Vitamin A  Eye

[Classic Pharma piece, making out you need a drug company to make Vitamin A work better.  No patent otherwise.]

Vitamin A pill 'could save the sight of millions as they get older'

By Fiona Macrae
Last updated at 2:07 AM on 18th October 2010

A drug based on vitamin A could prevent millions from going blind as they get older, doctors believe.

The treatment was able to stop the most common cause of blindness in old age during trials.

Researchers behind the drug, fenretinide, found it halted the advance of age-related macular degeneration, for which there is currently no cure.

They targeted the most prevalent form of the condition, known as ‘dry’ AMD, which is caused by the deterioration and death of cells in the macula – the part of the retina used to see straight ahead.

The disease robs sufferers of their sight by creating a blackspot in the centre of their vision.

It can make it impossible to carry out everyday tasks such as reading, driving and watching television.

While the less common ‘wet’ form can be treated, nothing can be done to help the bulk of patients.

The U.S. research studied fenretinide, which is derived from vitamin A, the vitamin found in carrots, and which was originally designed to tackle arthritis.

Almost 250 men and women with dry AMD took a fenretinide pill a day or a placebo.

In the highest dose, the drug halted visual deterioration after a year. This suggests that while it was unable to do anything to stop cells that were already damaged from dying, it protected healthy cells. Although the research is still preliminary, it offers promise of a treatment for the disease.


It affects millions across the world and 300,000 Britons. The number of UK sufferers could more than treble to one million within 25 years as the population ages.

Dr Jason Slakter, of New York University School of Medicine, said: ‘There are currently no effective treatments for dry AMD and the need for finding one is grave.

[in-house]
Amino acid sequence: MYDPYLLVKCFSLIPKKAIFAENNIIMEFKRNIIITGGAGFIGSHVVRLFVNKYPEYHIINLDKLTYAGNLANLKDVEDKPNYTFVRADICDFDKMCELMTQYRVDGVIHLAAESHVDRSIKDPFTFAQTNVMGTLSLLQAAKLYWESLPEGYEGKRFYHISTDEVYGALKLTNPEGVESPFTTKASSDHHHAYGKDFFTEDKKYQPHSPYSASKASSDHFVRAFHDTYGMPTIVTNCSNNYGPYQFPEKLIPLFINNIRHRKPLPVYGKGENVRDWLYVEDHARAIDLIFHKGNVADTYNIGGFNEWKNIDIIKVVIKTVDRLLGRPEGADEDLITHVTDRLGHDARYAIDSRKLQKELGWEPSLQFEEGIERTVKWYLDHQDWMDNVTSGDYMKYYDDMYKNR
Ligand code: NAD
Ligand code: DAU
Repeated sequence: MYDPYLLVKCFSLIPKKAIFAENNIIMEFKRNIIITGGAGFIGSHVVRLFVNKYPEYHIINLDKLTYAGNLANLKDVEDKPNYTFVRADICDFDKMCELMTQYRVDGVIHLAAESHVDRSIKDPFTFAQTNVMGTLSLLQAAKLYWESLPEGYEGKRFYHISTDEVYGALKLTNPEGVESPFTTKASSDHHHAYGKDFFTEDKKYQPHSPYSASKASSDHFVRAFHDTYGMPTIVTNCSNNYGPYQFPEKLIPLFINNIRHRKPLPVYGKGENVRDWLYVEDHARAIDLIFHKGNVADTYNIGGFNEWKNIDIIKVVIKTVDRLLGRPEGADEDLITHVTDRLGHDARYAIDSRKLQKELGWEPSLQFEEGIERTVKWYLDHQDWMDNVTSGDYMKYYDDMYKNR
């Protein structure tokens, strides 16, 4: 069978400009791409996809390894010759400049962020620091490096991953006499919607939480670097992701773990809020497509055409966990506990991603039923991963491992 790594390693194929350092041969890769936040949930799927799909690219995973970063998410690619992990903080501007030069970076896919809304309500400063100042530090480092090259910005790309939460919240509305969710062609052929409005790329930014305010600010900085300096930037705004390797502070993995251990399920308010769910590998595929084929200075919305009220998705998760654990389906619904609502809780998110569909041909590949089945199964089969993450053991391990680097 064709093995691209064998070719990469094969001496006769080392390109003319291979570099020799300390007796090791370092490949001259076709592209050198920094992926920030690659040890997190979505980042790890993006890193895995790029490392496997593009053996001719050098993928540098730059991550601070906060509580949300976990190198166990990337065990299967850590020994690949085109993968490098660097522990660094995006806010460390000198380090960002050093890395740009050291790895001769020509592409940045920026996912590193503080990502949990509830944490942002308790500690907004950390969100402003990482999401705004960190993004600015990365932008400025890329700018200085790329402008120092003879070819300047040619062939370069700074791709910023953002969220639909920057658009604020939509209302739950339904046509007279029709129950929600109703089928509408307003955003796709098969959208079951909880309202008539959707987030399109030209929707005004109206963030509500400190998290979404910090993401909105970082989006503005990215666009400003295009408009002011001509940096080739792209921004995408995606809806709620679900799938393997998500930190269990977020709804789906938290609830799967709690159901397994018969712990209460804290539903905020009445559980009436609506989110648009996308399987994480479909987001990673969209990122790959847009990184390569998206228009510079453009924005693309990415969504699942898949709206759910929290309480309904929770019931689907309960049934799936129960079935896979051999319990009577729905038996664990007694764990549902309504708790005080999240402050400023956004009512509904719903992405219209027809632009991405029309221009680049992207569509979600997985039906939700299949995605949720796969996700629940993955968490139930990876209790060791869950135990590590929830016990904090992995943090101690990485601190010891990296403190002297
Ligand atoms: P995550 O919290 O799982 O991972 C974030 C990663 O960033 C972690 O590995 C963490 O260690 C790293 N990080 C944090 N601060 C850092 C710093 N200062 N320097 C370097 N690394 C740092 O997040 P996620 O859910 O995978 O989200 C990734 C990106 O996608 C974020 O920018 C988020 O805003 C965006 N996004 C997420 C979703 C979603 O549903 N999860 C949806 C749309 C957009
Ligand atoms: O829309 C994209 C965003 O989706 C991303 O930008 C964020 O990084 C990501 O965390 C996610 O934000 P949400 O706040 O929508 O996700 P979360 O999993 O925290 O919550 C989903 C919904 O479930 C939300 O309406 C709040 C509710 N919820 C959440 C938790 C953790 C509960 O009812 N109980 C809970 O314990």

‘Our study wasn’t designed to give a final answer.

‘It was designed to see if there was a biological effect and if the drug was working in the way we’d expect and to find out if it was well tolerated by patents.

‘I think we answered all of these points favourably. The bottom line is that I am excited about doing more studies.’

Further, larger trials are planned for the end of next year.

If the drug lives up to its initial promise, it could be in widespread use for dry AMD by 2015.

The treatment works because in normal circumstances the eye needs vitamin A to help it see. The retina naturally uses the vitamin and is helped to do so by a compound called retinol binding protein, or RBP.

However in some patients, the vitamin can produce poisons that kill the delicate cells, leading to loss of vision.

Fenretinide acts as a decoy, attaching itself to the RBP and stopping vitamin A from causing harm, the American Academy of Ophthalmology’s annual conference heard.

Wet AMD, in which tiny blood vessels bleed into the retina, is less common, but progresses more rapidly, with central vision being lost within months of diagnosis.

Caught early enough, wet AMD can be stopped in its tracks by a technique called photodynamic therapy, which uses a light-activated dye to destroy abnormal blood vessels. Drug treatments are also available.

Fenretinide also halved the odds of the patients, who already had dry AMD, going on to develop wet AMD.

A spokesman for the research team said: ‘Years of use of fenretinide to treat cancers, rheumatoid arthritis have shown it to be safe and well-tolerated.’

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